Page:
• Federal Court Holds No Damages for Trivial Privacy Breaches
  • September 14, 2012 | Author: Roland Hung
  • Law Firm: McCarthy Tétrault LLP - Calgary Office
  • The recent decision Townsend v. Sun Life Financial adds to the emerging case law on privacy damage awards under Section 16 of Personal Information Protection and Electronic Documents Act. In Townsend, the Court refused to award to damages to Mr. Townsend, who had alleged that Sun Life disclosed his medical information to a third party without his consent and had failed to safeguard his personal information. The Court determined that the breach was minor, that Mr. Townsend suffered no injury and that Sun Life promptly and effectively corrected its errors.

    What Happened in This Case?

    Under PIPEDA, among other things, an individual can apply to the Federal Court for an award of damages, after the individual has complained to the Privacy Commissioner and the Privacy Commissioner has investigated and issued a report on the matter.

    Mr. Townsend complained to the Commissioner alleging that Sun Life:

    • breached PIPEDA by misplacing his medical information
    • failed to safeguard it by sending information to the insurance advisor and addressing letters to incorrect addresses

    After the Privacy Commissioner found that the complaints had been resolved, Mr. Townsend applied to the Federal Court, seeking $25,000.00 in damages and declarations that Sun Life had breached PIPEDA and compelling Sun Life to publish a notice outlining the preventative measures implemented following the breaches.

    Although the Court found two breaches of PIPEDA, Justice de Montigny concluded that no unauthorized disclosure resulted from the error. Of the two letters sent to the incorrect address:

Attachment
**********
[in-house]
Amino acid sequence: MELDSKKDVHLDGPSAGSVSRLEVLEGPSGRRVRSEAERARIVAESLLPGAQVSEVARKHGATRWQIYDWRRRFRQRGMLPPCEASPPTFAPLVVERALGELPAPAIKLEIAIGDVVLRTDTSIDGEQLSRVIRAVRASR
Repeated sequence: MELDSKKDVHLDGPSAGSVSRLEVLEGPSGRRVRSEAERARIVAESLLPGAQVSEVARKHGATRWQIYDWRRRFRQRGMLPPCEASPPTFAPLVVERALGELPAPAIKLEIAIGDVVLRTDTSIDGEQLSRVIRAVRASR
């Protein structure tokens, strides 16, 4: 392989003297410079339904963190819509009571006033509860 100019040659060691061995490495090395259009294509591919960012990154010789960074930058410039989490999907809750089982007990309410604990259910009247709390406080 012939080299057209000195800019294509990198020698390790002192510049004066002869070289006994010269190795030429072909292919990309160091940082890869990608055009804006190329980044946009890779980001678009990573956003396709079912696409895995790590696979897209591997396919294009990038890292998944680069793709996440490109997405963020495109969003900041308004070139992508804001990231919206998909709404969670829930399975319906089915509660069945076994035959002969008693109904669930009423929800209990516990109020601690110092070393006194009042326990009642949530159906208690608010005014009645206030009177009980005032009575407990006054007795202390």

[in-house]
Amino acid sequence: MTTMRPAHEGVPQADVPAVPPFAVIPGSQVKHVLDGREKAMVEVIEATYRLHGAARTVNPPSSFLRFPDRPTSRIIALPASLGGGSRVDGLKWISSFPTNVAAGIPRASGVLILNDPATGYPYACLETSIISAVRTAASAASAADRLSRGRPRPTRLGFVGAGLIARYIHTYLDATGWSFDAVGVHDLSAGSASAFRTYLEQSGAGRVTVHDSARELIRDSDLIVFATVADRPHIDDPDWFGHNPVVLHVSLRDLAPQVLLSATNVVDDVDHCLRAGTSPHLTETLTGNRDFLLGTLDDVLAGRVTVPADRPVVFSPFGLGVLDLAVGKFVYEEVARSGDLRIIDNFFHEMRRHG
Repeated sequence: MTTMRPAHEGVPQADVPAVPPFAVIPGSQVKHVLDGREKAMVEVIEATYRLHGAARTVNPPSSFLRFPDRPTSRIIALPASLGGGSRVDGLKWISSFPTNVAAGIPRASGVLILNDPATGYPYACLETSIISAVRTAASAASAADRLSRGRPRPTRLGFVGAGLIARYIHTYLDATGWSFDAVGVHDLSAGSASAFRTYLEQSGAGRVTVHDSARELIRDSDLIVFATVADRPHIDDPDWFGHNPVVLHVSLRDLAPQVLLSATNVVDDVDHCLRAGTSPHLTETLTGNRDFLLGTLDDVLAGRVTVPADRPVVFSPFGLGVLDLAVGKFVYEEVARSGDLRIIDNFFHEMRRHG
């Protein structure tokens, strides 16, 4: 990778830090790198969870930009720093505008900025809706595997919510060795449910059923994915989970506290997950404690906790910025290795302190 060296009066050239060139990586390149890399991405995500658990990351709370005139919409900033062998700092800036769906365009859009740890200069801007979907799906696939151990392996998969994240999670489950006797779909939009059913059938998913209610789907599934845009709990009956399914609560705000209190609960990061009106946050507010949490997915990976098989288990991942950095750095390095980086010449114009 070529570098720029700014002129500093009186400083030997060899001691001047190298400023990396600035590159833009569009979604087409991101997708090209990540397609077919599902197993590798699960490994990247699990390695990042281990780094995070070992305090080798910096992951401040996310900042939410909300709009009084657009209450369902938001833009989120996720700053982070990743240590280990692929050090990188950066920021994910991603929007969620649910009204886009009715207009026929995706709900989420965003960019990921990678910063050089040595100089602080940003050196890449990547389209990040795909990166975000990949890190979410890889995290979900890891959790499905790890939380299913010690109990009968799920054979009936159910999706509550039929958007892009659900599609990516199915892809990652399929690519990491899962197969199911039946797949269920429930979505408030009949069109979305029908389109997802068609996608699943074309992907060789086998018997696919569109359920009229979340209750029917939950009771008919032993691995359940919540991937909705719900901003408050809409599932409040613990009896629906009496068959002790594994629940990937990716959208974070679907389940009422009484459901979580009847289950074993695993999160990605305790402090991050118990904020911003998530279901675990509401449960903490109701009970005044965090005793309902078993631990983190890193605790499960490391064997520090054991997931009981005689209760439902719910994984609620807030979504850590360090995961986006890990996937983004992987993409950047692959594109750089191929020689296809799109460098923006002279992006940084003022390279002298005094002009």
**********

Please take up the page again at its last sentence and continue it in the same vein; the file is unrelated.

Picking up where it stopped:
• one was ultimately delivered to Mr. Townsend
    • the other was returned to Sun Life unopened

    As for the letter sent to the insurance adviser, the Court noted that the extent of the disclosure was minimal and the advisor promptly destroyed it upon request.

    What’s the Damage?

    The Court held that when principles of proportionality are applied such trivial breaches are not sufficient to justify damages awards. Although section 16 of PIPEDA allows damages for humiliation, the Court found that it should only exercise that discretion in egregious circumstances. In this case, the Court observed that Mr. Townsend had failed to provide any evidence of humiliation.

    In deciding not to award damages, the Court observed that “nobody should be held to a standard of perfection.” The Court also considered the actions of Sun Life following the breach. In particular, Sun Life had:

    • never denied the errors
    • not acted in bad faith or gained a commercial benefit from the errors
    • apologized repeatedly
    • informed Mr. Townsend of the preventative measures implemented following the breach

    Section 16 and Previous Decisions

    Section 16 of PIPEDA provides no guidance as to the quantum of damages that may be granted. There are also limited number of cases where the courts have awarded damages under section 16.